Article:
If your dog is out in Lubbock without a leash, you could end up paying for it. Mayor David Miller says the city is cracking down on Lubbock's leash law.
Wednesday the mayor announced his plan to reduce the number of dangerous animal attacks. At this time, state law prohibits cities from banning specific breeds.
This comes just a day after a grand jury indicted Javance Lamar Johnson. Authorities say his two pit bulls attacked 77-year-old William Cox last September. The dogs broke his arm, and killed his rat terrier dog. Both pit bulls have since been put to sleep.
If tried and convicted, Johnson could face up to 10 years in prison and up to a $10,000 fine.
The mayor says following these recent attacks the city is cracking down on and will have a zero tolerance policy.
Following recent attacks and since the City of Lubbock cannot ban pit pulls, they plan to strengthen enforcement.
"Lubbock is a leash law city meaning that animals are prohibited from running at large," Mayor Miller said.
The mayor says the city plans to hire a commissioned peace officer to oversee animal services field operations.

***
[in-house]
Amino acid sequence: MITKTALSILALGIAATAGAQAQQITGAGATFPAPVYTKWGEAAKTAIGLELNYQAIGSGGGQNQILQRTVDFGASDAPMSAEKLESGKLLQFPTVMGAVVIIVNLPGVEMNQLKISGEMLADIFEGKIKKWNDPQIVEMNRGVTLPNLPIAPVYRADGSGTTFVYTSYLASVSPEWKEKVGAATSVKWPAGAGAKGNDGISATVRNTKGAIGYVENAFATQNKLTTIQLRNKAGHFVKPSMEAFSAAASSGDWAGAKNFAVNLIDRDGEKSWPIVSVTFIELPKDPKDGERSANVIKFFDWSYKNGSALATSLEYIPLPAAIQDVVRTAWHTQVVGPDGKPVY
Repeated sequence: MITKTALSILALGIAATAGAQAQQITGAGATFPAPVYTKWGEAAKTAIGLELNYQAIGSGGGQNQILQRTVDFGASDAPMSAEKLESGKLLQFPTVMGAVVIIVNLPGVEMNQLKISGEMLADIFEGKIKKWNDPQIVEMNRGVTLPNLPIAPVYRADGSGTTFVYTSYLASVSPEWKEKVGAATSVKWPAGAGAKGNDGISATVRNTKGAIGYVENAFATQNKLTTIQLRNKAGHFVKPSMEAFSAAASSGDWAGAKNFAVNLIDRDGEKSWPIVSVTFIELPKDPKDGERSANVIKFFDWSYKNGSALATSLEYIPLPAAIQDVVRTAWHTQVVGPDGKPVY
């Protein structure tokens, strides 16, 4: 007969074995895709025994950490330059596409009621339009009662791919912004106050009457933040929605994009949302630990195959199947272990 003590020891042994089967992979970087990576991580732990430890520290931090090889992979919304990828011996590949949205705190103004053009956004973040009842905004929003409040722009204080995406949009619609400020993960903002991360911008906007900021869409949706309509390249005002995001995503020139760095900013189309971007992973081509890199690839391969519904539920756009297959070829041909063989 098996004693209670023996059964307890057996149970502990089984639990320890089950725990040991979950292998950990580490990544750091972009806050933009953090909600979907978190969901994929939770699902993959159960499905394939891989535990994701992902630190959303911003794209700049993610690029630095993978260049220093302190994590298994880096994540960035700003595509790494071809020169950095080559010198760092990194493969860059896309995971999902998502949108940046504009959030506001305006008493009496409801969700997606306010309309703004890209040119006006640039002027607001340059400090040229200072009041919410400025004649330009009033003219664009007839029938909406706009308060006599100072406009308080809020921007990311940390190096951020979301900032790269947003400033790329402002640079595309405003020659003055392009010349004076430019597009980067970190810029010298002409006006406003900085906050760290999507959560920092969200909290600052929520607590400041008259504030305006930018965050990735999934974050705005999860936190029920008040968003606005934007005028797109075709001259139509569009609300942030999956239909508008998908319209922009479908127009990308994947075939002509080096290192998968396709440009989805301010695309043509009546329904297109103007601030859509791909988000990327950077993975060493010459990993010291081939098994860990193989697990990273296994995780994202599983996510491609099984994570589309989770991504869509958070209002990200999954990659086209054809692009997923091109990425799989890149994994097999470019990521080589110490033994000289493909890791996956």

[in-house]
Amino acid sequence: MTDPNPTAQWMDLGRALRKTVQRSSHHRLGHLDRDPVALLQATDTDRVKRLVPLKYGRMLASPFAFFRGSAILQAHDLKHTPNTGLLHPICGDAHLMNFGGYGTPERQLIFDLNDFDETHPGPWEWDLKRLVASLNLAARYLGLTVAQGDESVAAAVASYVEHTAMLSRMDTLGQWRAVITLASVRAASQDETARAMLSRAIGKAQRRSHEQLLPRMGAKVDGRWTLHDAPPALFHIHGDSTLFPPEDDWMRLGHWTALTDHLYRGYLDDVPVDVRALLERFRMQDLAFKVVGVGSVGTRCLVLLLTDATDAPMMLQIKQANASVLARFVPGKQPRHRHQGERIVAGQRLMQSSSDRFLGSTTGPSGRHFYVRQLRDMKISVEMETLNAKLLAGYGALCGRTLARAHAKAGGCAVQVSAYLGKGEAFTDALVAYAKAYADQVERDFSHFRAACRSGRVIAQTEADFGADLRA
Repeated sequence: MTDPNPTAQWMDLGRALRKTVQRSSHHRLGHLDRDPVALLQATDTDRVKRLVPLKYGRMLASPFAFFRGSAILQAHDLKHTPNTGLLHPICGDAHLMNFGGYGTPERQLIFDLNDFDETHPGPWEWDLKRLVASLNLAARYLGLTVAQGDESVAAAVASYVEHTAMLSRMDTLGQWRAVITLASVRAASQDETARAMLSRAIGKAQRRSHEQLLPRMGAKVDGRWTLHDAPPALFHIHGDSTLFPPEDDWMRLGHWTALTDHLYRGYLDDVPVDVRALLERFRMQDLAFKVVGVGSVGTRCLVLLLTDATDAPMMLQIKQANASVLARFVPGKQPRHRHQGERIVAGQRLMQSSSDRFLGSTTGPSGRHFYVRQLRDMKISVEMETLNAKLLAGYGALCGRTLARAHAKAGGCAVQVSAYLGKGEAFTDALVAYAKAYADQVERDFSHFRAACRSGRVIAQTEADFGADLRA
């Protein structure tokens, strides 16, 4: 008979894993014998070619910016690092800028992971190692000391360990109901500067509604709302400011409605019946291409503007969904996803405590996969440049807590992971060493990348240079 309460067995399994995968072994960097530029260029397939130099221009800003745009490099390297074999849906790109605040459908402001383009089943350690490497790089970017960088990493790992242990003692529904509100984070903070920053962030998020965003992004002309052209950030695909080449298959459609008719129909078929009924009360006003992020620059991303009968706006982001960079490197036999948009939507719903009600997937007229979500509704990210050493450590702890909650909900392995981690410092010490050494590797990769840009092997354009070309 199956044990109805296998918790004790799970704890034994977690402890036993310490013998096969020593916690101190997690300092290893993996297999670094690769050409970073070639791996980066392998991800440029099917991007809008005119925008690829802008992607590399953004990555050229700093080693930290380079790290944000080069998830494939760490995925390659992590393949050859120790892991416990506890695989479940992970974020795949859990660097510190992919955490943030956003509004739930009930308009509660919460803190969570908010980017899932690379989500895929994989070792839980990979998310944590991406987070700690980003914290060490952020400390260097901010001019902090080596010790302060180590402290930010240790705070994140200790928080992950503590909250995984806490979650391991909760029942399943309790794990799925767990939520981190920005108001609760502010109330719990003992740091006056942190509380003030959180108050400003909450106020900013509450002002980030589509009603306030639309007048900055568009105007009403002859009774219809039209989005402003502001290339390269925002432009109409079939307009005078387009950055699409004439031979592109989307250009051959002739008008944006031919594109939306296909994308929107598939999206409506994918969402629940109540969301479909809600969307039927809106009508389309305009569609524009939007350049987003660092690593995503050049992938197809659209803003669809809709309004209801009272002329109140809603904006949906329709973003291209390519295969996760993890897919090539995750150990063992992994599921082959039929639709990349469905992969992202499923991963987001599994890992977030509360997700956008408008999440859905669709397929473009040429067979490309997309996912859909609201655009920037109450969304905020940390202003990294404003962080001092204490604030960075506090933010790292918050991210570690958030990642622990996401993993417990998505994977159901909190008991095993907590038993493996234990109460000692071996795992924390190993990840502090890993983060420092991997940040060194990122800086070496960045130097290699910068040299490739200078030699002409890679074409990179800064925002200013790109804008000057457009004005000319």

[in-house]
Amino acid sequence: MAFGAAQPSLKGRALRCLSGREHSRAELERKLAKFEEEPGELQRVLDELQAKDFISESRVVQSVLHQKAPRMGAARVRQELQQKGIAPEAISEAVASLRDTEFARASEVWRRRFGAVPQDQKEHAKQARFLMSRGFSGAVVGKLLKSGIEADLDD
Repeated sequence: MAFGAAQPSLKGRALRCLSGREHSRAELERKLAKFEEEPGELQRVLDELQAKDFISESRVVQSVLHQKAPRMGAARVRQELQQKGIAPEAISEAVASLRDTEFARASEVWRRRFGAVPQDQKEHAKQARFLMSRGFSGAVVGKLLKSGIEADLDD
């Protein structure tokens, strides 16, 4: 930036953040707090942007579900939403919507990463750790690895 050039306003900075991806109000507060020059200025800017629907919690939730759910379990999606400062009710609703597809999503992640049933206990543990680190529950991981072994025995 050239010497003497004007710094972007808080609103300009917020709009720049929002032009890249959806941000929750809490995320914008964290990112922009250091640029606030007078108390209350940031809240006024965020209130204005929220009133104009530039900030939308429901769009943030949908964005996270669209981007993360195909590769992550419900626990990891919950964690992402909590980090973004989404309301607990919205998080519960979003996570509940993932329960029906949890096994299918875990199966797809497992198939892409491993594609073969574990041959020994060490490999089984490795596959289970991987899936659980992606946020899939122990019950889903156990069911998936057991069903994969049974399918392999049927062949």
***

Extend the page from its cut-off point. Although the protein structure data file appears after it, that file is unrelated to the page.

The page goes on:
"Having a law enforcement professional over see the day to day operation will strengthen our animal control enforcement efforts and provide valuable legal guidance to animal control efforts," Miller explained.
The city also plans to promote responsible pet ownership. At the same time Miller says the city with continue efforts to work with state legislators to strengthen law related to animal attacks.
But last week, State Representative Delwin Jones told NewsChannel 11 he does not think it is possible to pass breed specific legislation. He says instead, it comes down to enforcement.
"I don't see how you can get it down to the breed of dogs because Fido might go crazy and attack somebody. If he had attacked somebody it doesn't matter about the size or breed," Jones added.
Tuesday evening NewsChannel 11 asked other city council members, if allowed, would they support a breed specific ban of Pit Bulls.
Councilwoman Linda DeLeon says she would like to see the state actively address the issue. Councilman Floyd Price and John Leonard would support a pit bull ban. Councilman Jim Gilbreath says he has a problem with irresponsible dog owners in general. We were not able to reach council members Todd Klein or Phyllis Jones.
Mayor Miller's Statement Concerning Dangerous Dog Situation